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Friday, September 11, 2015

Mainely Museums

I guess I lied a little bit when I said I wouldn't post anything about Maine.  Here's just a teaser as we head down the road to Vermont today.  We popped in to a few small museum during our 3 days in the Camden area and here's what we thought of them.

1.  Owls Head Transportation Museum- a steal at $12 each was how we felt about this little gem!

Everything from model airplanes to real planes and replicas of historical  prototypes covered the flight aspect.  For cars things went from wagons to model A's to race cars and exquisite touring cars.

There was even a gallery featuring the art of Melbourne Brindle. He produced ads for car manufacturers including Ford and GM and I really liked the cars showcased with a variety of landscapes.

I enjoyed the beautiful artistic details on the older car designs, Wayne enjoys the mechanical aspect.  We both enjoy trying to imagine the lives of the people who owned the vehicles, I think.

Clara Bow's 1929 Phantom Tourer was divine!

Wayne was tickled by the 1926 Model T snowmobile.  Conversion kits were available to convert the four wheels of the Model T to snowmobiles, what a great idea!

Much to see, and they even had the option to get a ride in a Model T but we had other places to see.  Maybe another time.

2.  Farnsworth Art Museum -

I'm not big on museums featuring paintings usually and I strolled through this one quickly without Wayne who is not into them at all.  The maine (haha) reason I went at all was to see their exhibits featuring the Wyeths, Andrew, N.C., and Jamie.  I especially like Andrew's work (homeschooled by his illustrator father, N.C.) which features a lot of realistic rural landscapes in watercolor and egg tempura influenced by his time in Maine.  I really liked "Airborne" on display at the Farnsworth, but there were others I enjoyed as well.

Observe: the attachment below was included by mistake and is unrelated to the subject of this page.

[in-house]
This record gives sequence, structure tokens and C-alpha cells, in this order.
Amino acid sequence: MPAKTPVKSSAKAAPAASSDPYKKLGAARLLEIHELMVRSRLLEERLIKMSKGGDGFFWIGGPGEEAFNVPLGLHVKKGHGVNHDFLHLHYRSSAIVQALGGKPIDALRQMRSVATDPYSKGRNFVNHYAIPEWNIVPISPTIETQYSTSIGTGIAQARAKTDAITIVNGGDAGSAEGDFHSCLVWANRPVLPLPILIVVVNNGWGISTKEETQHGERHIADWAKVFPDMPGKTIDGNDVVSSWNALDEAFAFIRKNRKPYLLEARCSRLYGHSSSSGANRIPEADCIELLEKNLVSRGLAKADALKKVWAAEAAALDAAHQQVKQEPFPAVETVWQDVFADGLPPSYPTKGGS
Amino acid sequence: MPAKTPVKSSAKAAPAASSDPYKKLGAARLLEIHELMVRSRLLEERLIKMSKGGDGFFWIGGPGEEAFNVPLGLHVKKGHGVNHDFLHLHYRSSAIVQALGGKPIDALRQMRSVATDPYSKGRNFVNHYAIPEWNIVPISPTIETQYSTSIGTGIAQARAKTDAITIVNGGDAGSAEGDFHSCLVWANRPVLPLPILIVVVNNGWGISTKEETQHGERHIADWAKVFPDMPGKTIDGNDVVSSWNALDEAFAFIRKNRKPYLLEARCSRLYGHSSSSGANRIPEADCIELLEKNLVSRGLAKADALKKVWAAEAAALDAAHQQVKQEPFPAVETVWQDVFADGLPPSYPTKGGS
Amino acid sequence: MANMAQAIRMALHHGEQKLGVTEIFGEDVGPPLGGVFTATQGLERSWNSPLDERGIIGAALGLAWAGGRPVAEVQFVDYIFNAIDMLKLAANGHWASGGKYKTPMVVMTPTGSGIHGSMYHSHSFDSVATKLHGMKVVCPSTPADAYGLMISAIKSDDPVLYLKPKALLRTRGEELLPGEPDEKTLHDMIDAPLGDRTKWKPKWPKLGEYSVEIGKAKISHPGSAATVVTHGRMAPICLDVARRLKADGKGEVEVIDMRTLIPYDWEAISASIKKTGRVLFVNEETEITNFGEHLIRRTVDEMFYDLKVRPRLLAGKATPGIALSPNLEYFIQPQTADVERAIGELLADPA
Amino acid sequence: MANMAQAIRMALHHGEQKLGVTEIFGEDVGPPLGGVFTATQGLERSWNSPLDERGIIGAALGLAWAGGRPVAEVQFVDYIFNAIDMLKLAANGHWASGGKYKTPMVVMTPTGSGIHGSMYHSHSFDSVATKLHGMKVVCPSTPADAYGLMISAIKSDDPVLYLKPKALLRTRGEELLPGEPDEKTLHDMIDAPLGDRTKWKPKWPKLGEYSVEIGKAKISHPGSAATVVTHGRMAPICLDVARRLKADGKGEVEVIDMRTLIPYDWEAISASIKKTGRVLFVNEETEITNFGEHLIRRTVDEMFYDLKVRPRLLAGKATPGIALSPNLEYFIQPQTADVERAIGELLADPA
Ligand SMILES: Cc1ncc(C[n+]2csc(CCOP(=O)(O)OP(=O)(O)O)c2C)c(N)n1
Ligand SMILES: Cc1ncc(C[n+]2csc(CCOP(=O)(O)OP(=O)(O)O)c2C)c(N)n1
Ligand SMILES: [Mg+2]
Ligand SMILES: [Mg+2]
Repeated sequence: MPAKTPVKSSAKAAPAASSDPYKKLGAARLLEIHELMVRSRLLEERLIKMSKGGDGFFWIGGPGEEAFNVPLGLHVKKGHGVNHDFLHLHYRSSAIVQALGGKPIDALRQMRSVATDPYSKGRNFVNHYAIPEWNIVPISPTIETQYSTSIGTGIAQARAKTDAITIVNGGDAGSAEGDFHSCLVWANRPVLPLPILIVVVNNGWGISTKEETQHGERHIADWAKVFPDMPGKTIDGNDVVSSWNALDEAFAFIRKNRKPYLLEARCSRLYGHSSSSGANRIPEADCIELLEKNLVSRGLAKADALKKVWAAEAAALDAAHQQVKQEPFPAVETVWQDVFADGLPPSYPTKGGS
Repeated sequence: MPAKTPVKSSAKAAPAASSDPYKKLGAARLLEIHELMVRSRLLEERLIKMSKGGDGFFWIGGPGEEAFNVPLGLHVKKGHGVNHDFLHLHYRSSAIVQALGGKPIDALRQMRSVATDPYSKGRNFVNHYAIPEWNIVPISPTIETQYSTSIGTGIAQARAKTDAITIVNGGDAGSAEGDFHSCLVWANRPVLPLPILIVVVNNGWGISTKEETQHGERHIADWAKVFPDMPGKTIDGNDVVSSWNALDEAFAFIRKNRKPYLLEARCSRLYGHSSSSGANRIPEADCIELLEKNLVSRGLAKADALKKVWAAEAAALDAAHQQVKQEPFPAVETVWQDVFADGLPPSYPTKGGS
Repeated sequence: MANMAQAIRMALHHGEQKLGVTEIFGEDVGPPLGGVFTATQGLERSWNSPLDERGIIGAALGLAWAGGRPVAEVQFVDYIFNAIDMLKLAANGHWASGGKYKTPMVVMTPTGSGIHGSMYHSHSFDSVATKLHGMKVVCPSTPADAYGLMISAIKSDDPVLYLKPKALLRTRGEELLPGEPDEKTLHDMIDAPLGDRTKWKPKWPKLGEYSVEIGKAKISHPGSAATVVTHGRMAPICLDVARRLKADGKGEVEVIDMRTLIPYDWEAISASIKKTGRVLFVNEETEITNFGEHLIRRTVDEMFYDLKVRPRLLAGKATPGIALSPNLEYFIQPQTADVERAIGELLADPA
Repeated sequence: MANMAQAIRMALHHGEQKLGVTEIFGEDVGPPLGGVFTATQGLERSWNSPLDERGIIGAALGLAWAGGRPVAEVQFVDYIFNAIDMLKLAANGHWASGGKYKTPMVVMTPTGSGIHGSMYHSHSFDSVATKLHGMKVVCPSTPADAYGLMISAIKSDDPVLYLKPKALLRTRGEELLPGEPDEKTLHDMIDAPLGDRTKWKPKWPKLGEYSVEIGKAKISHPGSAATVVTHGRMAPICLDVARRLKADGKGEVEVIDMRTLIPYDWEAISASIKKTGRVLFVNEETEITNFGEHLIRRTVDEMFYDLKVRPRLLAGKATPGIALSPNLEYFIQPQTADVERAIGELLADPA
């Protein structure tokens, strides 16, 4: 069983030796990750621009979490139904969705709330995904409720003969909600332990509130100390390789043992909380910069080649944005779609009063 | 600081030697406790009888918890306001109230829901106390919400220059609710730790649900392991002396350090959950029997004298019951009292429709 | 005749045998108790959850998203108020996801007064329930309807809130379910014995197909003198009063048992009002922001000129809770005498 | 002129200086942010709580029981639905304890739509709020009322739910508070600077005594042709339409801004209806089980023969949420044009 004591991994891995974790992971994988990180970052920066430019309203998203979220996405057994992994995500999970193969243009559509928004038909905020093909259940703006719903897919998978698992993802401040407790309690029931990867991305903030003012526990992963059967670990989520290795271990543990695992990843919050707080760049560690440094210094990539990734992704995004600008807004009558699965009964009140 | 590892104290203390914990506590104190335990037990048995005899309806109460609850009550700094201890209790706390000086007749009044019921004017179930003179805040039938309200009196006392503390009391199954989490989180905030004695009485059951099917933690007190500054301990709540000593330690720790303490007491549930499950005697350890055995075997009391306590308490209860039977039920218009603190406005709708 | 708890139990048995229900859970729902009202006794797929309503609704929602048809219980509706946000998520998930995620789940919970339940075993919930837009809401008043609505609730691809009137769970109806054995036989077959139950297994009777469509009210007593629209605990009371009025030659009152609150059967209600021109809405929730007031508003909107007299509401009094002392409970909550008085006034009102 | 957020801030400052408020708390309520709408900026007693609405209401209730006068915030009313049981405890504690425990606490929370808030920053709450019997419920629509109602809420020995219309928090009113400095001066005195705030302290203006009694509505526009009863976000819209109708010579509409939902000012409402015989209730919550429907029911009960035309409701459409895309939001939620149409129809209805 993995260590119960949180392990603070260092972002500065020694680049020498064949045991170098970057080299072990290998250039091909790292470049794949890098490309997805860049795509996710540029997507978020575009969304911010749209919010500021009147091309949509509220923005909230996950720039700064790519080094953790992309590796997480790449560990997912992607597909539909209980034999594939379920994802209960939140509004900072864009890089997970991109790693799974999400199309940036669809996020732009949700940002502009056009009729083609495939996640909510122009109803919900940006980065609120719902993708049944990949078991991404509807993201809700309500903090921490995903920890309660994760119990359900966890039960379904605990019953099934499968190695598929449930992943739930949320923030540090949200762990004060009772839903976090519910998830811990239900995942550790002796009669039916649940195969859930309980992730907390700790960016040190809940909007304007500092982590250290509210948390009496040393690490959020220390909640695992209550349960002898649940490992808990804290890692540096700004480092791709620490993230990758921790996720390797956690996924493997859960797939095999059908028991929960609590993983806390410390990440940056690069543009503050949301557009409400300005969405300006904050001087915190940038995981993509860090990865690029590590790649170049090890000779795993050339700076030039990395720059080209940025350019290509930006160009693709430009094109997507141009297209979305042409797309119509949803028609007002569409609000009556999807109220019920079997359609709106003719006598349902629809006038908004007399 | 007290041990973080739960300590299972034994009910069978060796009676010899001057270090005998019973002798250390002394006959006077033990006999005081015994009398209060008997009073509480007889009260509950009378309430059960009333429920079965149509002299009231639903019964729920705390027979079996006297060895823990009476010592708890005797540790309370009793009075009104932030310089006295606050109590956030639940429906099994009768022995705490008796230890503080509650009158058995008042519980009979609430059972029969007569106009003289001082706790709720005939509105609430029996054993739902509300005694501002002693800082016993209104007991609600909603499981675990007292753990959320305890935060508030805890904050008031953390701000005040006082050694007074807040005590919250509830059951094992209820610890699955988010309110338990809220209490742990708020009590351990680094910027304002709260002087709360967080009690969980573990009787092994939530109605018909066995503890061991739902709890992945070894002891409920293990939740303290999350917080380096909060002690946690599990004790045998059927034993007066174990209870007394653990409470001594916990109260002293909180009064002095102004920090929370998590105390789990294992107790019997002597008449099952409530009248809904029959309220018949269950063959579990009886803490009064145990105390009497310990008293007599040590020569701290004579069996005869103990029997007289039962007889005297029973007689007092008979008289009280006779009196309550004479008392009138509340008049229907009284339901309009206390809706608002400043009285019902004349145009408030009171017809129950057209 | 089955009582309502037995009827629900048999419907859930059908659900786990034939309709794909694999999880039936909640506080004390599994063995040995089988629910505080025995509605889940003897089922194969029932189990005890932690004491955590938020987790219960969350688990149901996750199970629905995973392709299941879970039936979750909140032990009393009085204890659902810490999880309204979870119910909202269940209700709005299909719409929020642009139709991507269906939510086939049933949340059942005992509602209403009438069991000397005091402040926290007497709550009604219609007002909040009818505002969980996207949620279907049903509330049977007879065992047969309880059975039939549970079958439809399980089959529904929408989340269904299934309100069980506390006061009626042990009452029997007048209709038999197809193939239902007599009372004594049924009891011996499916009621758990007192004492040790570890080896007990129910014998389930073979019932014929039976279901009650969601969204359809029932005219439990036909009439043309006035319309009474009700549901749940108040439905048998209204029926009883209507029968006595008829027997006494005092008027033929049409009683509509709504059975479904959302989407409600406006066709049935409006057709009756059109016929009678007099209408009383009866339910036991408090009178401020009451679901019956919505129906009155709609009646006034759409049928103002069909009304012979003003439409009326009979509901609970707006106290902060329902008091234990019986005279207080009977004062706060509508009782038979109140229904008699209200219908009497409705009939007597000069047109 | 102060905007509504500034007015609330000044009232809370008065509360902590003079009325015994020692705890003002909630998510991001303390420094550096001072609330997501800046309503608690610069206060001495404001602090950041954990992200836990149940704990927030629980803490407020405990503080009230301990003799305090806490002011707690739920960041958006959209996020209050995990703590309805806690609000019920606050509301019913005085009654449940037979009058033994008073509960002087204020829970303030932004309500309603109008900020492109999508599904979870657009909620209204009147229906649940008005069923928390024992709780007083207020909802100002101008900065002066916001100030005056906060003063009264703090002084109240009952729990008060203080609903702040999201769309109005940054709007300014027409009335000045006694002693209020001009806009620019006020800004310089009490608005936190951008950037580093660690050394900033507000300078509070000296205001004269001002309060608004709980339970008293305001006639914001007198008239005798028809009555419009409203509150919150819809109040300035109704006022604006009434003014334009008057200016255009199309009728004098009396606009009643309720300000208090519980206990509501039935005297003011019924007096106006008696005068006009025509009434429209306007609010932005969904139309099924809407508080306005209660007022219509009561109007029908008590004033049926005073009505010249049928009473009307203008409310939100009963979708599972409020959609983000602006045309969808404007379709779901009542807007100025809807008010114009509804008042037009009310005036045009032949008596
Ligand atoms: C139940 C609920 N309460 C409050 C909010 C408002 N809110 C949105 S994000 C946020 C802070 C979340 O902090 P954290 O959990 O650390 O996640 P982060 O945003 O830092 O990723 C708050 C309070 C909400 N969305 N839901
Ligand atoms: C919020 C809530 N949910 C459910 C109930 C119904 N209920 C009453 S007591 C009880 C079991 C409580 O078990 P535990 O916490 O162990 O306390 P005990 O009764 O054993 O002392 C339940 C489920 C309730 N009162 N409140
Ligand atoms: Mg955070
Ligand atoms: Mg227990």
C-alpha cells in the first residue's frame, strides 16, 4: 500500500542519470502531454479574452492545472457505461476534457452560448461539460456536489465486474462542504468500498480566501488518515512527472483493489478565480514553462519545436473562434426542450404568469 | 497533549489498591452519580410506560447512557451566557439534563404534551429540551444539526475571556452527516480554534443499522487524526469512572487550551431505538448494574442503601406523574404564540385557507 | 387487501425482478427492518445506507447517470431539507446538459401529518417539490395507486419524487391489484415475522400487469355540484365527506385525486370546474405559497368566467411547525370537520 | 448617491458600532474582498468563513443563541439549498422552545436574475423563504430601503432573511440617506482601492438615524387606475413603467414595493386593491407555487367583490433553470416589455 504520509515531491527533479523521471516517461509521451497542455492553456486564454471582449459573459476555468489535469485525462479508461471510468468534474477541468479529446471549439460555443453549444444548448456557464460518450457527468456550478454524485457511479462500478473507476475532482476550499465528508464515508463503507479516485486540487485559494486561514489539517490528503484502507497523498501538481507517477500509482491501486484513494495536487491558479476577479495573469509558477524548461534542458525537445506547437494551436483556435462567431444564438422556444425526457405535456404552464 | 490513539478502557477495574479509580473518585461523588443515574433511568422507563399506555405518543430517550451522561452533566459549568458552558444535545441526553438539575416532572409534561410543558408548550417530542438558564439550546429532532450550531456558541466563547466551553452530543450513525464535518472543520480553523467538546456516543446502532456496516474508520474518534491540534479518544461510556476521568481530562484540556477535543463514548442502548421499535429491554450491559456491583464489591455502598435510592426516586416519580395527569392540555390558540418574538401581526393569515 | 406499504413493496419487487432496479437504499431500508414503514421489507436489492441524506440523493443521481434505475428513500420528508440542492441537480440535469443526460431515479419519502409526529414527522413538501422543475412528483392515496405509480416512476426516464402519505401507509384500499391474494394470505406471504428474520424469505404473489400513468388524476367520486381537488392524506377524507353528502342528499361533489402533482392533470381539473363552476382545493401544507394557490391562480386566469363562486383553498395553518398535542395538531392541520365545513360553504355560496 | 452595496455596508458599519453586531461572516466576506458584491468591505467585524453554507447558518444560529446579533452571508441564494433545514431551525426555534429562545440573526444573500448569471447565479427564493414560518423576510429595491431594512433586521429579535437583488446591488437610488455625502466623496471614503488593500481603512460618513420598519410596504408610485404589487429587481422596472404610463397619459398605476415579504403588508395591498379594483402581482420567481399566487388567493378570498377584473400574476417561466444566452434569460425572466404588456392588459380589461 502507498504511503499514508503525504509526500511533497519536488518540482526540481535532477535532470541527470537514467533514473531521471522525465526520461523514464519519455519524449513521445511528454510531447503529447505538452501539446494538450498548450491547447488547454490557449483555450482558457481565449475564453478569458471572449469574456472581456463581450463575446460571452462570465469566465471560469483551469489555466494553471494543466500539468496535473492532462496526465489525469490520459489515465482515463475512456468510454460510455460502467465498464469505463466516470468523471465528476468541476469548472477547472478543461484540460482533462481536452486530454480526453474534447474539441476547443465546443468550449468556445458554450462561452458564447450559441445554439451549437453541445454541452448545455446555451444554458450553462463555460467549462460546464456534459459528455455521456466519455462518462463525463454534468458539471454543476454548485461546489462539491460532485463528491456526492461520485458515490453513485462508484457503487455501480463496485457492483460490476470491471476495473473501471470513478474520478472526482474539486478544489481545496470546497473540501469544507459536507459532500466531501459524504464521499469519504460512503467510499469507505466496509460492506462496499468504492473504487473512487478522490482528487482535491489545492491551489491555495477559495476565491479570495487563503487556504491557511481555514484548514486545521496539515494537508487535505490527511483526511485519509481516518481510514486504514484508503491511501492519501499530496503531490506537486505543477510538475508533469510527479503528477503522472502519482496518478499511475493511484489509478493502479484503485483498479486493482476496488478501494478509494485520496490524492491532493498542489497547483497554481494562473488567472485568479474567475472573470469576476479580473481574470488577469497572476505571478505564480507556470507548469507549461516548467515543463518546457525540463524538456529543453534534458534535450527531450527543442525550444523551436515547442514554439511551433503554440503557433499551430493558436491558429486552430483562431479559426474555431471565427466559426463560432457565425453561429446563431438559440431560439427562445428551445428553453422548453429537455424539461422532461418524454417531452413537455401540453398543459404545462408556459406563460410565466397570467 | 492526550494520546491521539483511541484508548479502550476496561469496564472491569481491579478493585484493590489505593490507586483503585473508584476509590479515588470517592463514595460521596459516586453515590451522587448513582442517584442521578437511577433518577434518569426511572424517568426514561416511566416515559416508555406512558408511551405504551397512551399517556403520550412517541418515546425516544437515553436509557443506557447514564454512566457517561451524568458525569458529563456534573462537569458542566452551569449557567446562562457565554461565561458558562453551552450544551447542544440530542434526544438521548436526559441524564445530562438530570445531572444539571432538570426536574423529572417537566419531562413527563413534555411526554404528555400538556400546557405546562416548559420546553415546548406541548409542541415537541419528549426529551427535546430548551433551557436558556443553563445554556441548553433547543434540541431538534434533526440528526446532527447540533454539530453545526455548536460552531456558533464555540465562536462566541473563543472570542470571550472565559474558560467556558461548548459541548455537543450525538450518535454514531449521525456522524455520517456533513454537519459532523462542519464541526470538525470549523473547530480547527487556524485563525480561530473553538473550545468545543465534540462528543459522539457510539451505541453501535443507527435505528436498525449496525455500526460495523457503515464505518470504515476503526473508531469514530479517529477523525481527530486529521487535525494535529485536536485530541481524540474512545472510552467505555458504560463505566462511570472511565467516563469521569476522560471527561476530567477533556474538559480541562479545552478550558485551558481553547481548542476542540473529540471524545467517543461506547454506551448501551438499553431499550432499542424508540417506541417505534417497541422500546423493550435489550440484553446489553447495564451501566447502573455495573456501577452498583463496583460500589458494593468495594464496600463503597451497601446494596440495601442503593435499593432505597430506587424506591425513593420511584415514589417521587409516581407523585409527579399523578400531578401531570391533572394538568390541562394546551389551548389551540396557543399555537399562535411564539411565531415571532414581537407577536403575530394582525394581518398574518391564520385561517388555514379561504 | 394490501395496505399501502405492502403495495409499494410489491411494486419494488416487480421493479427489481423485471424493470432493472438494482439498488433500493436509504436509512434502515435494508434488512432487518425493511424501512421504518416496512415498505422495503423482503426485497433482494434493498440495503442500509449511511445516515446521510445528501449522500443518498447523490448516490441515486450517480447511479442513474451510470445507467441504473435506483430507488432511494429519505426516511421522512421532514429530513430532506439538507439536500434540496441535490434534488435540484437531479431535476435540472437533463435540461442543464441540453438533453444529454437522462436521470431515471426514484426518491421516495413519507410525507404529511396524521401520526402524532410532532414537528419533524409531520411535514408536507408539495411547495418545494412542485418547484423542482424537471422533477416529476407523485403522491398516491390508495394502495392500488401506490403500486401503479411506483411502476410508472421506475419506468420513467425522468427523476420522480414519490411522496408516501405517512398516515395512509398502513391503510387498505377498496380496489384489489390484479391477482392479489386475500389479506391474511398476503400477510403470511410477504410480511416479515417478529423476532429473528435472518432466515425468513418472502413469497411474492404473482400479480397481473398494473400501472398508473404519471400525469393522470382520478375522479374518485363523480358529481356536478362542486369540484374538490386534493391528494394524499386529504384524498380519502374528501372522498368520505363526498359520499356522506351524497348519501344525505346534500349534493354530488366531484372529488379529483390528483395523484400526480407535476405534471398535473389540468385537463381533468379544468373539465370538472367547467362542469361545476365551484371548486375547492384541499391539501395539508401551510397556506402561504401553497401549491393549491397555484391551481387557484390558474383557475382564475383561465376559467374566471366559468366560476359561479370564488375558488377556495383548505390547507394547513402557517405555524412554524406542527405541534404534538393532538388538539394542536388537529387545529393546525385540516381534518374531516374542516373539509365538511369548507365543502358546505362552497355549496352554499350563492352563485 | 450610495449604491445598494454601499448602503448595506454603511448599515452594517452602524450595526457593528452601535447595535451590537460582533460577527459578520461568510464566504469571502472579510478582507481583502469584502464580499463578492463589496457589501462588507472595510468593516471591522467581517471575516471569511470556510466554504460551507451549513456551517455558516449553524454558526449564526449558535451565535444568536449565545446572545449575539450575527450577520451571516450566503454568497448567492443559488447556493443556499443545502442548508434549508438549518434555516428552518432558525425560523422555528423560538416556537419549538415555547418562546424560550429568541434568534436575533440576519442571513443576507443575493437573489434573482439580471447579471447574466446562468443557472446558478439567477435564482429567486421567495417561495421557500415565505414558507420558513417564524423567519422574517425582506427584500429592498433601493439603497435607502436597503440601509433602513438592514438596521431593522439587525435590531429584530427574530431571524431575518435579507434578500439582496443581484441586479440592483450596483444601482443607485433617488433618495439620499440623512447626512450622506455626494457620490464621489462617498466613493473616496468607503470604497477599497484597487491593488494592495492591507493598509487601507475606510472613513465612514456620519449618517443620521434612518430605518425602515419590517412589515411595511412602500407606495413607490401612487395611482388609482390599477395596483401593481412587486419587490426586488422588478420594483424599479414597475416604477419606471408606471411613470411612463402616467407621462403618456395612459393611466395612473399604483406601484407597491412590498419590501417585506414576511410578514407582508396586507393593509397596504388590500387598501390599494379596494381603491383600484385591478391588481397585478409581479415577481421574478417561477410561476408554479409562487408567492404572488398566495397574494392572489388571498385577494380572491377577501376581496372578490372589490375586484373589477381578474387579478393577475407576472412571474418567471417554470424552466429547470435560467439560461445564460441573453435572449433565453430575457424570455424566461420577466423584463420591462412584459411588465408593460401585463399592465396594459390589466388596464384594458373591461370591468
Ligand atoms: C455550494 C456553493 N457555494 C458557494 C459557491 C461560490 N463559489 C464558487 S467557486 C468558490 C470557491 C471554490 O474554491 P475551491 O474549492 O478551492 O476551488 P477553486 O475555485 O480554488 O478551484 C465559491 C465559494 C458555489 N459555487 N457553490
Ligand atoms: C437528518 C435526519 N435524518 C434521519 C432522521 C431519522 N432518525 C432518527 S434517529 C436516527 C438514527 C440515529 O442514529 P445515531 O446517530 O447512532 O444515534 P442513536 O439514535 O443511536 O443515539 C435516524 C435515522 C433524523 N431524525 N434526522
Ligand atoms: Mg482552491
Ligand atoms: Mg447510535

Photography was not allowed at the museum, which is always a bummer.  After I left the Wyeth exhibit I realized I liked the work mostly because it mirrors the kind of subjects I like to photograph.

building that housed most of the Wyeth collection

The gift shop was nice and I was happy to see they were carrying "Making Whoopies", a book written by my mother's cousin! I found this pumpkin whoopie pie recipe online which features a maple marshmallow filling instead of the usual cream cheese filling. I found a recipe for marshmallow fluff without corn syrup too, so I'm all set to make it dairy and corn syrup free when I get home!

Coming soon to Rockland thanks to the Farnsworth?  Internet Cat Video Festival.  I kid you not!

3.  Penobscot Marine Museum -

At $12 each we felt this one was a little overpriced.  The museum includes a collection of buildings that house a variety of items, some marine related and quite a few not.  In my opinion this should be called the Penobscot Historical Museum as the overall feeling was of a general historical outlook for the area which just happened to be heavily marine influenced.  The marine related exhibits were all designed with grade school children in mind.

Wayne entering old town hall

Three of the buildings are off limits to visitors, the old town hall mostly off limits and all we saw was a cool chandelier and a giant wooden lobster claw carving inside.

What saved the day was a photography exhibit titled "Through Her Lens: Women Photographers Of Mid-Coast Maine,  1895-1925".  My favorite of the five female photograhers exhibited was Ruth Montgomery.  Her photo of Miss Addie Rice above was a sign of the changing times, when the suffrage movement was gaining momentum, and women's roles were changing.  While still wearing long skirts and high neck collars clothes were less restricting and they were entering the work force, travelling, and riding bicycles.  Can you imagine living in such a time where riding a bicycle and being able to leave the house were considered revolutionary?

Their collection also included a lovely scrimshaw collection, but the most fun for us was to check out the life sized pinhole camera or camera obscura.  We went inside, sat down and after our eyes adjusted to the darkness we saw the passing cars on the street moving across the wall, upside down of course.

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